What are CSS Media Queries?

CSS Media queries are snippets of code web developers use for building responsive websites. They work by triggering certain conditions based on the MEDIA used to access the web page (see what I did there?). For example, we would code one set of conditions for a desktop, and use media queries trigger different conditions for different sized browsers or devices, such as phones and iPads. The conditions are often placed within a style.css sheet.

CSS Media Queries Examples

For me, it's easier to imagine CSS media queries as if they're if - then statements that modify the rule(s) above them. For example, let's say we want to build a box that spans the entire webpage left to right. We might first build a box like this:

<div class="container">pretend the image is here</div>

.container { Width: 1920px; }

We know that one iPad resolution is 768x1024. Our general if-then statement could look like this:

.container { width: 1920px; }

@media only screen and (max-width: 1024) { .container { width: 1024px; } }

Pretty simple, right?

Now, you can add a query for a mobile phone. If you check the Chrome Developer Tools, you'll see that the iPhone 6/7/8 Plus is 414x736.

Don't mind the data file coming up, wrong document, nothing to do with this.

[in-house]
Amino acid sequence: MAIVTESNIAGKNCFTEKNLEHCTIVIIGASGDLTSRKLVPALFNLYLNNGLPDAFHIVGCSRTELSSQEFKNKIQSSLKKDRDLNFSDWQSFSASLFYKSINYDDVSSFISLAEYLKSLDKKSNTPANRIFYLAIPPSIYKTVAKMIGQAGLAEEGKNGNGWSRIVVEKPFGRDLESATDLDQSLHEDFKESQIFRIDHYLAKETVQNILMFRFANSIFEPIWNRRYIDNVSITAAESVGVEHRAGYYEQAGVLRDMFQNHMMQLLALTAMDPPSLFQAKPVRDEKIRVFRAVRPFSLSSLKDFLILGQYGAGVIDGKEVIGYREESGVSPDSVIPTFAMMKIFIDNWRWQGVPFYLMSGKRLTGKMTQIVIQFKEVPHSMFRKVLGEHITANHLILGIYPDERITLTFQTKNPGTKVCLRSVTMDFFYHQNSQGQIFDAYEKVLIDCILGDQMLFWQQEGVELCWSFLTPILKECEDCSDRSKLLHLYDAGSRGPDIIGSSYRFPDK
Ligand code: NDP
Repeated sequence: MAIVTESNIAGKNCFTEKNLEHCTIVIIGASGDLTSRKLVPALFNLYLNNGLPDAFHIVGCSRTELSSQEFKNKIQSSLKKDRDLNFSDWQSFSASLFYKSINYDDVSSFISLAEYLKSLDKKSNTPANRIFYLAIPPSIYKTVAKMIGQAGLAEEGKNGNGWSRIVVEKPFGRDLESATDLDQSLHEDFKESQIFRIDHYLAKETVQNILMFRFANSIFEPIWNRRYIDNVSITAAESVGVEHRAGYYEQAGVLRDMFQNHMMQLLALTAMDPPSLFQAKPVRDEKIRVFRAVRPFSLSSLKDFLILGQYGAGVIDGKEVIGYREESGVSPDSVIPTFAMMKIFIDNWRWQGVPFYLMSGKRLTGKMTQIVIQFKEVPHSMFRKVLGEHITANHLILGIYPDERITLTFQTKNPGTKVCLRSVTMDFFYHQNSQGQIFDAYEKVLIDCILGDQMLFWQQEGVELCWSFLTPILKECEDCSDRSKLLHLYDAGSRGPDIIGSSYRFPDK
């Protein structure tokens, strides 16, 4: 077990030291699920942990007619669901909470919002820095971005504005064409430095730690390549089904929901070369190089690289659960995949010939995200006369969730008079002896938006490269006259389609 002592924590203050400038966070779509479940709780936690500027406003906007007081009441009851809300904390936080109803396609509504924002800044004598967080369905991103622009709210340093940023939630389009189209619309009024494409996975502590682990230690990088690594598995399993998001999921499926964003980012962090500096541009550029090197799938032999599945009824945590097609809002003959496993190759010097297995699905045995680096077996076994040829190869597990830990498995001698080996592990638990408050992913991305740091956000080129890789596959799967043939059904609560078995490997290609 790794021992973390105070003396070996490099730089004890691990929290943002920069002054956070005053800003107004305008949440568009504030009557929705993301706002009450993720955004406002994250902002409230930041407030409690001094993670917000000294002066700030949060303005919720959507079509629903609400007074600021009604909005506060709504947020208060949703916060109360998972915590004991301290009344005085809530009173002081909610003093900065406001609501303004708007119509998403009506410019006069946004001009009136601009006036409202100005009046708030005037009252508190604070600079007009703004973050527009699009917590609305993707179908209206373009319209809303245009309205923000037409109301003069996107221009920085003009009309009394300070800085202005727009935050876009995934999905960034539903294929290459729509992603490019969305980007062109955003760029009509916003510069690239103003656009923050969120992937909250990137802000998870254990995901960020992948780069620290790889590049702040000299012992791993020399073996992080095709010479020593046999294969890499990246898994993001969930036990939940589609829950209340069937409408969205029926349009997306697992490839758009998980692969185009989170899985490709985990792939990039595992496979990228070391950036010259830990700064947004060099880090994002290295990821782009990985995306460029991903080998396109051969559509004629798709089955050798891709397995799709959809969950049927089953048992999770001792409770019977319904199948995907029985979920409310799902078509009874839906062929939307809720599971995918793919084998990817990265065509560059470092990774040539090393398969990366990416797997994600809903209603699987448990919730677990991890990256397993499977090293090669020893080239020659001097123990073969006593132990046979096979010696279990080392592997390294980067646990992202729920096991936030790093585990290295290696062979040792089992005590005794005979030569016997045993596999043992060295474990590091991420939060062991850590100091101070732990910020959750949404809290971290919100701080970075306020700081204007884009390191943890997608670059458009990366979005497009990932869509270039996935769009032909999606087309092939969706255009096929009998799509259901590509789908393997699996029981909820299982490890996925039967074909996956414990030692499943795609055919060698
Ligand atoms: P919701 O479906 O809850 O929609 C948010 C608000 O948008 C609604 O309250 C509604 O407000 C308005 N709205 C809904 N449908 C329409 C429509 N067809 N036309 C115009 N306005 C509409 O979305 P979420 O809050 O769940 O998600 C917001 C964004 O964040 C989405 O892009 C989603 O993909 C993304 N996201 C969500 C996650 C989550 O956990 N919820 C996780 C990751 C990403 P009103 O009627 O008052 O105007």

.container { width: 1920px; }

@media only screen and (max-width: 1024) { .container { width: 1024px; } }

@media only screen and (max-width: 736) { .container { width: 736px; } }

Up until now, I've been labeling these changes by devices. Most of the time developers don't think in device types, rather, they think in breakpoints. This is because a) websites today aren't created for each device and b) media queries are used to make sure the website looks good regardless of device or desktop browser size. You see, the responsiveness isn't tied to the device, rather, it's tied to the resolution. It just happens that certain popular devices are given priority in code and are used as a shortcut for developers to minimize the time they need to build a website.

Now, examples of how CSS media queries are endless. And there are already more than enough websites dedicated to tutorials and in-depth demonstrations of their uses. I just wanted to create a short answer to a big question that's geared towards people who aren't necessarily developers but want to better understand what a responsive website is and how CSS Media Queries make them possible.